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Role of Human Rights in the War on Terror

Does the New York Times actually support US Ambassador to the UN John Bolton in his insistance on reform? That's how it appears in this morning's New York Times Editorial, The Shame of the United Nations.

When it comes to reforming the disgraceful United Nations Human Rights Commission, America's ambassador, John Bolton, is right; Secretary General Kofi Annan is wrong; and leading international human rights groups have unwisely put their preference for multilateral consensus ahead of their duty to fight for the strongest possible human rights protection. A once-promising reform proposal has been so watered down that it has become an ugly sham, offering cover to an unacceptable status quo. It should be renegotiated or rejected.

Marc Schulman at American Future asks, "When was the last time (if ever) that the Times called into question the wisdom of the UN, Human Rights Watch and Amnesty International?"

Well, Mr. Bolton (who similarly holds my disdain for 'nuance') did not escape without a swipe in closing.

Mr. Bolton, representing an administration whose record is stained by Guantánamo and Abu Ghraib, is awkwardly placed to defend basic human rights principles. But he also represents the United States, with its long and proud human rights tradition. We hope that his refusal to go along with this shameful charade can produce something better.

Abu Ghraib was an anomaly created by individuals, not policy. How is Mr. Bolton somehow attached ownership? Camp X-Ray at Guantánamo Bay is a prison where fabrications of abuse have been discredited yet conveniently ignored. In fact, it is a documented fact that many of the prisoners who were eventually released have been re-captured or killed firing yet again from the other direction. Yet, both are stains affixed to John Bolton's lapel, even in support.

The assertion that he is awkwardly placed to defend basic human rights principles is stunning. Is one of the central components of the War on Terror not also the recognition of basic human rights?

Was not the elimination of the Taliban's ritual of stadium executions as a national sport not an advancement of a basic human right? The inclusion of women (both as voters and elected officials) in successful elections in Afghanistan? Was the cessation of the torture and execution of thousands and thousands of Kurds and Shiia in Hussein's Iraq not the restoration of basic human rights? The mass graves continue to be unearthed in Iraq.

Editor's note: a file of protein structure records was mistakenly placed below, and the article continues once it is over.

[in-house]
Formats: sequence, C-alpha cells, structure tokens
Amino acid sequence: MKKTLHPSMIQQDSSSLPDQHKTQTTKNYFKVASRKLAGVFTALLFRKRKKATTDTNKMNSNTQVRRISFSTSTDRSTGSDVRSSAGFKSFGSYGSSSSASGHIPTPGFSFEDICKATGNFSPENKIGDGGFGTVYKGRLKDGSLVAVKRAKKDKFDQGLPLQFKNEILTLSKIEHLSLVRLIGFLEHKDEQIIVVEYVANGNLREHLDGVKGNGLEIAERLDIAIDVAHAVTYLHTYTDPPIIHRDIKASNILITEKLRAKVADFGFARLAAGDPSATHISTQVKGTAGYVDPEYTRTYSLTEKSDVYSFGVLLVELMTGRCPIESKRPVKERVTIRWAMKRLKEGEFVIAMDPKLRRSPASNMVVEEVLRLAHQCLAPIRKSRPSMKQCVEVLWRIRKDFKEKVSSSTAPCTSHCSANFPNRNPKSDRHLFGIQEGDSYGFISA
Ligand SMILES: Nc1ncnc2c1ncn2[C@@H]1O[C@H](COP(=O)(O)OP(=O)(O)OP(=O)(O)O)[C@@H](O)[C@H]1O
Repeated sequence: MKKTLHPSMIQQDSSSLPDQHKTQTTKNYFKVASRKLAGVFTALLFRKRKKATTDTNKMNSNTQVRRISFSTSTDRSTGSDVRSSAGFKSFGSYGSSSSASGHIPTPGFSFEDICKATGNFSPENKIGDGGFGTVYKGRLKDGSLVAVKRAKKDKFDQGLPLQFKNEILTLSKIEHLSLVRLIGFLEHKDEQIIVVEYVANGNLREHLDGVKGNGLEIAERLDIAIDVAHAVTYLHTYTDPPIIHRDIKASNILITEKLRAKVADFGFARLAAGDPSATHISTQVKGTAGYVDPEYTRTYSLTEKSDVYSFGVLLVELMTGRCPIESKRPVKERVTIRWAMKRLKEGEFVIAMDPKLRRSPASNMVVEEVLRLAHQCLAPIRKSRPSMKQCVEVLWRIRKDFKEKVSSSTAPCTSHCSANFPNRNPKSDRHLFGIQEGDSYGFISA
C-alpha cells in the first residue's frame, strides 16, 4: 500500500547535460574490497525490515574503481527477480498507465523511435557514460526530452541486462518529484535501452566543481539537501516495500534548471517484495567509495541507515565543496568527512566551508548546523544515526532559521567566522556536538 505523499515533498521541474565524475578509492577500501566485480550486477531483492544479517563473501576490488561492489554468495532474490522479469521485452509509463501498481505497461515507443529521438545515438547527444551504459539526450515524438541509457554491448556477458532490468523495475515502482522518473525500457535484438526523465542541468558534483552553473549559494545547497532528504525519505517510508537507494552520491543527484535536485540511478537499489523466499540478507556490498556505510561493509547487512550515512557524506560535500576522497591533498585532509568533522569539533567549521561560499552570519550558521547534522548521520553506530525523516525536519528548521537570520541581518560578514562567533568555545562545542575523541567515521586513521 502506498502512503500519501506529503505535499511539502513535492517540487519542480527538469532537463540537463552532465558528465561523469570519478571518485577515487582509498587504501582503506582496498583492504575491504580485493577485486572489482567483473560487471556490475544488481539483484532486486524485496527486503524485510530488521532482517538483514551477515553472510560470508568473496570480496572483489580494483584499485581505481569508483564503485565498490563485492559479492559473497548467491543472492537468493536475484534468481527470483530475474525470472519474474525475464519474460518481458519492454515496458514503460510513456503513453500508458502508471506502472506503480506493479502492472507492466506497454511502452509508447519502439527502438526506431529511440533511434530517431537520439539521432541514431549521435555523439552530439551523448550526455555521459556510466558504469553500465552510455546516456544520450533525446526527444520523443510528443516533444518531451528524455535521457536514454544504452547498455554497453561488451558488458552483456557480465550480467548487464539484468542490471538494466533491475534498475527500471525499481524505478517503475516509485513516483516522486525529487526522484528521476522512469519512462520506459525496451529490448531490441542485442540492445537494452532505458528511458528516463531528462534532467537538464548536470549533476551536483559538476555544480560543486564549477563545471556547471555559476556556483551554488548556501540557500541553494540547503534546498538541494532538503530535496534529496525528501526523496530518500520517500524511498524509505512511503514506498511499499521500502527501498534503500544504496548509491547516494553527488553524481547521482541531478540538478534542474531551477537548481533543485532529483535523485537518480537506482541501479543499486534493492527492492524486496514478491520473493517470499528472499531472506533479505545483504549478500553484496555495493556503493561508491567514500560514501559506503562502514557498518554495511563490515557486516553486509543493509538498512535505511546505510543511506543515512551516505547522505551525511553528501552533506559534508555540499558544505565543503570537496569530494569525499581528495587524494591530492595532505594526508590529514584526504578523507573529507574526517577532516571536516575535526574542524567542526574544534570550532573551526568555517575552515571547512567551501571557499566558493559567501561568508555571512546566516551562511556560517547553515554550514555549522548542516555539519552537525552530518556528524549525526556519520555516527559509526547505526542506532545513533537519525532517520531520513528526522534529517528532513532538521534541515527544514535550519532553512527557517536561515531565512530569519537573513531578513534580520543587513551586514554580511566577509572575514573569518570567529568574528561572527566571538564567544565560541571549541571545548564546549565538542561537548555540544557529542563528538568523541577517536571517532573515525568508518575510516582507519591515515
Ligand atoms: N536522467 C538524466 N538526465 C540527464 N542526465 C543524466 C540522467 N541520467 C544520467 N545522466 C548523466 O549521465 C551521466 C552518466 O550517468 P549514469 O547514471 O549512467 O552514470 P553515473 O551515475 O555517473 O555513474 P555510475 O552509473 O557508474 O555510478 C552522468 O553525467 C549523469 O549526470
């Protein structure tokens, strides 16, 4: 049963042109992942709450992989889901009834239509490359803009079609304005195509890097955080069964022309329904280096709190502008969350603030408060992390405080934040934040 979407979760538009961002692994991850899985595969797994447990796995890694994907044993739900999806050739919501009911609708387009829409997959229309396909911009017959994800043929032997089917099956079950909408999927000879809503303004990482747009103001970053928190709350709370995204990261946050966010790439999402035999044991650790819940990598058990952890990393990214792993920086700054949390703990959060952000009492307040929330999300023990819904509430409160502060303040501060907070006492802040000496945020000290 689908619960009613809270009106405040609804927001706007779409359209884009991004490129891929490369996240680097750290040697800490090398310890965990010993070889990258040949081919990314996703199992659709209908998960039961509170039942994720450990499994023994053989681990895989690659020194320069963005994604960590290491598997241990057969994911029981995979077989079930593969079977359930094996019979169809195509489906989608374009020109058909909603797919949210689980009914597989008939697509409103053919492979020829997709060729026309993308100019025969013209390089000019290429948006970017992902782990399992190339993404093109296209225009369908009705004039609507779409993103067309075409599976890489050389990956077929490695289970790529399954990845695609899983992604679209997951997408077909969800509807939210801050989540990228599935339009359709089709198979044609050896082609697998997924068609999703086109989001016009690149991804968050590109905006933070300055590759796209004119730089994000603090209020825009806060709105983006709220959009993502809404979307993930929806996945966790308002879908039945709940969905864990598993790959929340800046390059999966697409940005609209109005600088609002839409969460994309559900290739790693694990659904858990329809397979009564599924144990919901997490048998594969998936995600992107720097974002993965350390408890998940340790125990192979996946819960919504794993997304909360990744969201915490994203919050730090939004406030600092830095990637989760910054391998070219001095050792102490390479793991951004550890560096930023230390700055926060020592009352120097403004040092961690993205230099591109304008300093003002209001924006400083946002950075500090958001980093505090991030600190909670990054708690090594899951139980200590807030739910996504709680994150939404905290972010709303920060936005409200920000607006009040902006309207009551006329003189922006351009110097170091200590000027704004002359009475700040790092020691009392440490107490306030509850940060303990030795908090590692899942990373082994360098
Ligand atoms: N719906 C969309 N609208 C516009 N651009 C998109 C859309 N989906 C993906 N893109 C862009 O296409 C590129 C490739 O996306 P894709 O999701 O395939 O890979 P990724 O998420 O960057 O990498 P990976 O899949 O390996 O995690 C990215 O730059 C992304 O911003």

The New York Times editorial board's transparent belief that only those who think like them, politically and socially, can possibly stand for basic human rights is absurd, shallow, insulting, and very, very wrong.

3 Comments

I think when you get right down to it, the war on terror IS about defending and restoring human rights.

You're hyperventilating needlessly. The Times said Bolton is awkwardly placed. That's a passive use of the verb placed.

That means it's not necessarily his fault that he's in an awkward position. And it's true that, whether Guantanamo is evil or not, a lot of people think it is. That means Bolton's in an awkward position--and neither the Times nor I nor you believe that's his fault.

Steve, it's more of the same. The NYT wants to set foreign and domestic policy. They gripe about security yet decry what they think is "domestic surveillance", and then offer up a criticism of the UN (and how hard is THAT to do?) but zing Bolton for trying to fix it!

I only read the nyt when it suits me - i.e., someone has a post that only references part of an article, etc. What is funny about the nyt is that the liberal moonbats hate them as much as anyone on the right. How do they sell anything?